One pm in January is maybe not the best time to be setting off on the hill, but with no particular rush and the distraction of some excellent pies in Biggar, this was the best Terence and I could manage.
We commenced our walk from the car park along the glen from Broughton Place and immediately struck up hill to the south east, passing through a couple of fields of sheep to reach the fence following the ridge to the Summit. Beinn, who had been on his lead up to this point was released and enjoyed himself playing in the fresh snow as we made our way north east into the cloud, though never wandering far and being attentive to my commands being the well trained collie he is. Reaching the plateau north east of the summit, we crossed the fence, dropping height at first before rising again to the summit itself.
We were all somewhat surprised to see a small tent and a radio array at the top - though maybe not quite as surprised as the occupant when Beinn stuck his head in the tent - tail wagging on the exposed end! All was well though, and we struck up a conversation with the very comfortable looking radio amateur who was participating in 'Summits on the Air,' the name of which I have hopefully got right. Remarkably, before talking to us he had been talking - or whatever the correct term is for radio amateur communication - to someone in Switzerland.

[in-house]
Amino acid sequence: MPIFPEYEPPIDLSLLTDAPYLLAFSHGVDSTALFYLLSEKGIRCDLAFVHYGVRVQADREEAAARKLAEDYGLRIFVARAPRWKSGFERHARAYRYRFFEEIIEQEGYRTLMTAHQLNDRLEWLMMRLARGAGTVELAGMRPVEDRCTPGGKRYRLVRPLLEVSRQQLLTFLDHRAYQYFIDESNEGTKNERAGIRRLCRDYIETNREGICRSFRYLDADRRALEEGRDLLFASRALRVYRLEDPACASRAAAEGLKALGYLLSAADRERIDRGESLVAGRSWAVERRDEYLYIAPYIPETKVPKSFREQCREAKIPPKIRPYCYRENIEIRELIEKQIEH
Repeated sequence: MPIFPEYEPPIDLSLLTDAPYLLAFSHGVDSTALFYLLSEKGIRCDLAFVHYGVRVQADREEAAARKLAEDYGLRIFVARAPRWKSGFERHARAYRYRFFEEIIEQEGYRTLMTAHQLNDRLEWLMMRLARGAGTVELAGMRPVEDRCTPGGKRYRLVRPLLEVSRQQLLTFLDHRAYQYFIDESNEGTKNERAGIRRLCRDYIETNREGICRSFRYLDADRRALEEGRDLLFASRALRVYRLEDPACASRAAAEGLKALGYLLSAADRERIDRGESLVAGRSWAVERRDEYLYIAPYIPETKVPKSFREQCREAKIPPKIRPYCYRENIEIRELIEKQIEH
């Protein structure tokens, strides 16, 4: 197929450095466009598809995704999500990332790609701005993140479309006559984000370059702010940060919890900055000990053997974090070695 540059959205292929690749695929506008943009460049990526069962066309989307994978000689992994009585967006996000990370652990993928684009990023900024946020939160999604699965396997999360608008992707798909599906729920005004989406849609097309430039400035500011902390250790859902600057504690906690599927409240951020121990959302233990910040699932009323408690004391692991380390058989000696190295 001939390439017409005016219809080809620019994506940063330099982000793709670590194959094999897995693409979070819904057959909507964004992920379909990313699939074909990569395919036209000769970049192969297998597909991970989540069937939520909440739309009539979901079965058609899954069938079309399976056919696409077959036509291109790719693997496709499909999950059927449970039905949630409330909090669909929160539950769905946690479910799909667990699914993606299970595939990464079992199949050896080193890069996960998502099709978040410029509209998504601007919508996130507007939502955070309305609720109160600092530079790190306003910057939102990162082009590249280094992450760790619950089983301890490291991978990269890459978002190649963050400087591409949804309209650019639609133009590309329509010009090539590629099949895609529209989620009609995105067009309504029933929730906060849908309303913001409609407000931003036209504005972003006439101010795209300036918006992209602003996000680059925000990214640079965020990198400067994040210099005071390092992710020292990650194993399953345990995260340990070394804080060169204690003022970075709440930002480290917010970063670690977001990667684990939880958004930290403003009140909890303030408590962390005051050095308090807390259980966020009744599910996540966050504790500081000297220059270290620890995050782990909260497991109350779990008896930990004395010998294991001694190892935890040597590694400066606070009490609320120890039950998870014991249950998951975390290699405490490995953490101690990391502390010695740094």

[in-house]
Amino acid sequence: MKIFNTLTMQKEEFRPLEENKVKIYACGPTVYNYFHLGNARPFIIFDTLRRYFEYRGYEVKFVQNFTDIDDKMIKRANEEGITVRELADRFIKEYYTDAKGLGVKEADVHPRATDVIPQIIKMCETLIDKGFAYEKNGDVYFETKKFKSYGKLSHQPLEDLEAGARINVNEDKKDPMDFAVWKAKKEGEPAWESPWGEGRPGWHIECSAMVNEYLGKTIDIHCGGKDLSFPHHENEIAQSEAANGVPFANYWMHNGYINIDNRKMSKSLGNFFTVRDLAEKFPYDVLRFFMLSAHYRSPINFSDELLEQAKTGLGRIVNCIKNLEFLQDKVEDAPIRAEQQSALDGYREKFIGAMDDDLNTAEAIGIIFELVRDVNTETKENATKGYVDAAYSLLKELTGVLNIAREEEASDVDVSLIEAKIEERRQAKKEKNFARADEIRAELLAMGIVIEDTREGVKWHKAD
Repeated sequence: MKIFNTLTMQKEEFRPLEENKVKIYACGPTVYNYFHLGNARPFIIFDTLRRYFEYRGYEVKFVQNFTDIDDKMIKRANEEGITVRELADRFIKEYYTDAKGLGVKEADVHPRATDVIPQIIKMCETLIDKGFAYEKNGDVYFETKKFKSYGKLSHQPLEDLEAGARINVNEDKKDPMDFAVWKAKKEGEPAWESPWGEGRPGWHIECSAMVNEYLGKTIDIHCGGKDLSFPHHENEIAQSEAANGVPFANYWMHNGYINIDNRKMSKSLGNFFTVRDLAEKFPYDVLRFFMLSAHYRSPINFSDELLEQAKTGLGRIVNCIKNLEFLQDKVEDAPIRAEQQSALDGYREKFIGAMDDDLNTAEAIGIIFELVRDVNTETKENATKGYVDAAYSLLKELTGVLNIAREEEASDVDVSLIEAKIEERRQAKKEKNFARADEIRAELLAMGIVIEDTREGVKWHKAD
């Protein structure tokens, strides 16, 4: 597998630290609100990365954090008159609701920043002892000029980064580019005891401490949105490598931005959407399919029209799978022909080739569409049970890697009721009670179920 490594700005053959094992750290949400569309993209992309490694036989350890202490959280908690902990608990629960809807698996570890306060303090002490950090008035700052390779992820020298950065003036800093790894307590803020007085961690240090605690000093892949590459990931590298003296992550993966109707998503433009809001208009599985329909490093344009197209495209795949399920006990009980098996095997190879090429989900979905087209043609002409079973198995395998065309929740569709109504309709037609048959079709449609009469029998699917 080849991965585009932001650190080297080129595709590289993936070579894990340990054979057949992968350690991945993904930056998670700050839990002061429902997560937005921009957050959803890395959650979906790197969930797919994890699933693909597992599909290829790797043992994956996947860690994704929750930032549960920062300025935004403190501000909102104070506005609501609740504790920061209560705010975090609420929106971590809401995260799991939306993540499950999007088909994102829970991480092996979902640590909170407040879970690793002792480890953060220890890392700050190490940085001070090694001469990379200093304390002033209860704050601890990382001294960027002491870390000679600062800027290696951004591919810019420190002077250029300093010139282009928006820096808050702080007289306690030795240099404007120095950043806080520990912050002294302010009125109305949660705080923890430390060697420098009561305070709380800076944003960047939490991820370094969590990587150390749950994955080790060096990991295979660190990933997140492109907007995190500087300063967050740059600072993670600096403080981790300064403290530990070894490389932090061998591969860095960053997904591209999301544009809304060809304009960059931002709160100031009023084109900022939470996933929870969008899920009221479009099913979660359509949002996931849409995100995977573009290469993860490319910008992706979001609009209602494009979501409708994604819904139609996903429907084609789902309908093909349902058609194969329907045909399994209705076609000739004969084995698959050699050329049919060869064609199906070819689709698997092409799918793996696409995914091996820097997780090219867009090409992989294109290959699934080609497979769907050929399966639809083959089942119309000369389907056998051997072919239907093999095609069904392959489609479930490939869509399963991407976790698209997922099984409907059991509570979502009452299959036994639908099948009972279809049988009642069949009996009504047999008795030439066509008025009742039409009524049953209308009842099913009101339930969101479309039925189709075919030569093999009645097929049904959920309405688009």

Leaving him to his past-time we returned to the plateau and continued north east over the 537m top before dropping to a col, above which we found an excellent sheltered spot in what seemed to be a small quarry (from which the stone for the dyke had presumably been taken, to consume pie number two. Our original plan had been to cross to Penvalla, and maybe even Wether Law, but with the cloud still sitting at about 500m and a cold wind blowing we decided to curtail the walk, instead continuing over Hammer Head before descending its south west ridge to join the path leading back to the car park.
A short day - especially as we seemed to spend as long standing talking or eating pets as walking - but four new summits in three days wasn't a bad start to the year.
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Warning Please note that hillwalking when there is snow lying requires an ice-axe, crampons and the knowledge, experience and skill to use them correctly. Summer routes may not be viable or appropriate in winter. See winter information on our skills and safety pages for more information.